- Once upon a Time in Aframerica:The "Peculiar" Significance of Fairies in the Brownies' Book
Little Annabelle was lying on the lawn, a volume of Grimm before her. Annabelle was 9 years of age, the daughter of a colored lawyer, and the prettiest dark child in the village. She had long played in the fairyland of knowledge, and was far advanced for one of her years. A vivid imagination was her chief endowment. . .
"I wonder," she said to herself that afternoon, "if there is any such thing as a colored fairy"? Surely there must be, but in this book they're all white."—Fenton Johnson, "The Black Fairy"
The Brownies' Book (January 1920-December 1921) was a groundbreaking but short-lived monthly children's magazine created in part to provide African American children like Annabelle with "colored" fairies. It was the brainchild of W. E. B. DuBois, the only African American founding member of the National Association for the Advancement of Colored People, and since 1910 the managing editor of the NAACP's official organ, Crisis: A Record of the Darker Races. The Brownies' Book grew out of the popular annual "Children's Number" of Crisis, published each October starting in 1912. In this special issue, dozens of photographs of African American children submitted by readers visually framed the usual coverage of political, cultural, and social issues. Each "Children's Number" also included a story explicitly directed to a child audience, either an African folk tale or an original fairy story like the one quoted in the epigraph.1
The fact that the first stories offered to children by the editors of Crisis were folktales and fairy stories suggests that these genres were central to their conception of an African American children's literature. This idea is played out even more fully in the Brownies' Book—not just in stories featuring fairies and elves but also in poems (including "Fairies" by Langston Hughes in the January 1921 issue), illustrations, letters from readers, advertisements, and, of course, the magazine's title, which pointedly appropriates a European folk character, [End Page 91] the brownie. But to understand the rhetoric of the choices made by those responsible for first the title and then the content of the Brownies' Book, it is necessary to understand the literary-historical context in which these choices were made. Only then can we fully appreciate the rhetorical ingenuity of the editors, authors, and illustrators who tried to make a place for African American children in children's literature by revising the materials of mainstream children's literature "'authentically,' with a Black difference" (Gates xxii). Specifically, I want to argue that they did so in the Brownies' Book by self-consciously "signifying" on the folk and fairy tale conventions that were an integral part of the Eurocentric pattern of American children's literature.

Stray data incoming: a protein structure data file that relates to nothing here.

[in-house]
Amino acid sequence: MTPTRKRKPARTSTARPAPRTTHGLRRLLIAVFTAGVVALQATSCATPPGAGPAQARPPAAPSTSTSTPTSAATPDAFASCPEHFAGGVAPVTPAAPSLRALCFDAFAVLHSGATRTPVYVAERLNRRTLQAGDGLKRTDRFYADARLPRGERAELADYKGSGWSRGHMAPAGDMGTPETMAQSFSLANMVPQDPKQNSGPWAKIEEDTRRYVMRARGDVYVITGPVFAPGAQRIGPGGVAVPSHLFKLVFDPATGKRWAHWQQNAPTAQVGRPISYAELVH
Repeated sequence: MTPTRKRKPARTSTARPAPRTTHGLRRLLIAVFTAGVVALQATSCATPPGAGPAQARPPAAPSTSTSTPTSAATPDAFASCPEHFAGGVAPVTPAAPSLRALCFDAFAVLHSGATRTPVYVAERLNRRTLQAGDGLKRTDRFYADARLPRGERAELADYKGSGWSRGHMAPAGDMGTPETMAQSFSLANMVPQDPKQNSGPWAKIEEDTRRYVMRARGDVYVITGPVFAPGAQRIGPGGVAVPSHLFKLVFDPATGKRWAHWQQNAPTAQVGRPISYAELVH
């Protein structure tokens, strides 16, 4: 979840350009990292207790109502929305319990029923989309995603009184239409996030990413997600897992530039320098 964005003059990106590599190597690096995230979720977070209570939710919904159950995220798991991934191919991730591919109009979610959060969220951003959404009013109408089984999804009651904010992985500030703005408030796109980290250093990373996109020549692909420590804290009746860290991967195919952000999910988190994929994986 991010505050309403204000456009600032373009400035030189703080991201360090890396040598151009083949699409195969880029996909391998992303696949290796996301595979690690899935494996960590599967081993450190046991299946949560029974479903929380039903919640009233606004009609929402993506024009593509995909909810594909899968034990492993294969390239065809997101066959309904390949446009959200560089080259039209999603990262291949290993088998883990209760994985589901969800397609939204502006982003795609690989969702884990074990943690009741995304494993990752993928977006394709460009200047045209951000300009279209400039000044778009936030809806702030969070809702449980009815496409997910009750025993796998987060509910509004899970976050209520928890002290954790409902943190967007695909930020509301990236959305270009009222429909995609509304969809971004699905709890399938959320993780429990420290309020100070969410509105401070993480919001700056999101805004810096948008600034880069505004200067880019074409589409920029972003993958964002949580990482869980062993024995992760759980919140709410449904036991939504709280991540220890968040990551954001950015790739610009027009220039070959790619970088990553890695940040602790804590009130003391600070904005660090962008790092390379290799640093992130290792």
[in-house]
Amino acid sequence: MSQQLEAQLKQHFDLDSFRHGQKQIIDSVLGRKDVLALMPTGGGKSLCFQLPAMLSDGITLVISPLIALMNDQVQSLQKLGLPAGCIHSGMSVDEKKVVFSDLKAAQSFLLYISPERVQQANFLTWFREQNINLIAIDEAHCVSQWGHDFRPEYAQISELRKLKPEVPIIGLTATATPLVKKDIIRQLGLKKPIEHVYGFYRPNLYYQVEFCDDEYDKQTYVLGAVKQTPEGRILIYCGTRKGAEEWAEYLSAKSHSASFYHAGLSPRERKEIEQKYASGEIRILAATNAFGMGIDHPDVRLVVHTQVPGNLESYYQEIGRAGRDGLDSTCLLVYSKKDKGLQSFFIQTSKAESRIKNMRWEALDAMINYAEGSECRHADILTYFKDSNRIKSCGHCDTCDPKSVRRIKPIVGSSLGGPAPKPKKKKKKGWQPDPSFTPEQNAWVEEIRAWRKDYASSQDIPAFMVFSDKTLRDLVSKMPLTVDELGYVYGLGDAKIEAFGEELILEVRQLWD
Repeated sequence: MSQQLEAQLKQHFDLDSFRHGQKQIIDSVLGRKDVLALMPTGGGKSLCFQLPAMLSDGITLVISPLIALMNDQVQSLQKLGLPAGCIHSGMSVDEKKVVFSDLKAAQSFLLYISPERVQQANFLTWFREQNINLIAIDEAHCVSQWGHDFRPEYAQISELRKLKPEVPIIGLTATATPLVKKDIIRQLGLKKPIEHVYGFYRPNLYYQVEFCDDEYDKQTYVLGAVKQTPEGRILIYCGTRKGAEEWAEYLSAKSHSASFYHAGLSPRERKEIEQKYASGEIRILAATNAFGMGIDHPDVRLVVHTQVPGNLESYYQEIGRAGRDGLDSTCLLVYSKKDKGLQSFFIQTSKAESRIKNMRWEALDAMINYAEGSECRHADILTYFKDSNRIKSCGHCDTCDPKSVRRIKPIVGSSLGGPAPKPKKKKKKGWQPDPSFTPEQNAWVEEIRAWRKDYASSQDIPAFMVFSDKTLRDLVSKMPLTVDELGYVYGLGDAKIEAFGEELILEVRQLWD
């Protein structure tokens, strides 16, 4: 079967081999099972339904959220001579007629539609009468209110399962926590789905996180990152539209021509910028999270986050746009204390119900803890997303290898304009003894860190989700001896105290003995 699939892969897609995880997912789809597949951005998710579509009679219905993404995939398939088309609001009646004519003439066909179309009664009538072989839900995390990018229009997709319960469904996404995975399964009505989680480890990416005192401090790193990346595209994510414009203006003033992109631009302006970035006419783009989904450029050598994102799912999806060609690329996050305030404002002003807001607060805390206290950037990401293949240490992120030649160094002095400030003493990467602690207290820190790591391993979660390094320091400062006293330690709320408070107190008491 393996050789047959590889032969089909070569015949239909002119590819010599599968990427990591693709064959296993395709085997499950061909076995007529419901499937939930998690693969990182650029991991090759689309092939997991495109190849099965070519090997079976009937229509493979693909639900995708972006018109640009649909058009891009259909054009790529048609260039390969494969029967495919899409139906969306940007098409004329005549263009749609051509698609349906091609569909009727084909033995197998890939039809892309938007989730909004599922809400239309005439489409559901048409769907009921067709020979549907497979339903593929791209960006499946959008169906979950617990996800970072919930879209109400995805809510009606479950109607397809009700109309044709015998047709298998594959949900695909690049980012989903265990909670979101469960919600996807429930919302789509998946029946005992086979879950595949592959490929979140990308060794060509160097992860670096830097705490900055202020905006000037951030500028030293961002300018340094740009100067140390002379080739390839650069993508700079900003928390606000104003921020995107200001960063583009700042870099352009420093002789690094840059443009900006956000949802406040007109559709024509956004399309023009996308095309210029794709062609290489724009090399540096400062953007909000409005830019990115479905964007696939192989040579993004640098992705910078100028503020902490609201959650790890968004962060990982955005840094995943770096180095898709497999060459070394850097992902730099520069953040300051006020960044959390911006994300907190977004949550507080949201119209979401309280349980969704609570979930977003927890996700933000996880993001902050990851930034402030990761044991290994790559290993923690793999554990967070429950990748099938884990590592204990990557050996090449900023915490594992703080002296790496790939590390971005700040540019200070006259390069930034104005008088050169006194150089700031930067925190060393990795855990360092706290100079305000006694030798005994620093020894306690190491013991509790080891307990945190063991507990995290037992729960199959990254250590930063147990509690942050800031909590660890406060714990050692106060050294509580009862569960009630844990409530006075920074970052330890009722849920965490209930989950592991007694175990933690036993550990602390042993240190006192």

My terminology here reflects that of Henry Louis Gates Jr. in The Signifying Monkey, in which he discusses the use of "signifying" ("intertextual revision") by African American writers as a culturally specific rhetorical strategy. In this book, Gates focuses his critical lens on revision of previous African American writers by African American writers within that same tradition. But he recognizes that "black writers most certainly revise texts in the Western tradition" (xxii) and that "[a]nyone who analyzes black literature must do so as a comparativist, by definition, because our canonical texts have complex double formal antecedents, the Western and the black" (xxiv). In the context of American culture's conflation of European fairy tale and children's literature, the editors and writers of the Brownies' Book had compelling reasons to respond to the Western canon of children's literature.
By the time W. E. B. DuBois launched his monthly magazine for African American children, fairy tales had come to be seen as the literature of American childhood. This assumption—for it is not quite a fact—is dramatized in literature published by the venerable St. Nicholas Magazine (established 1873) between 1900 and 1920, in which allusions to fairy-tale characters and conventions are common. Such allusions are in fact quietly ubiquitous in poetry, realistic fiction, and even nonfiction published in St. Nicholas...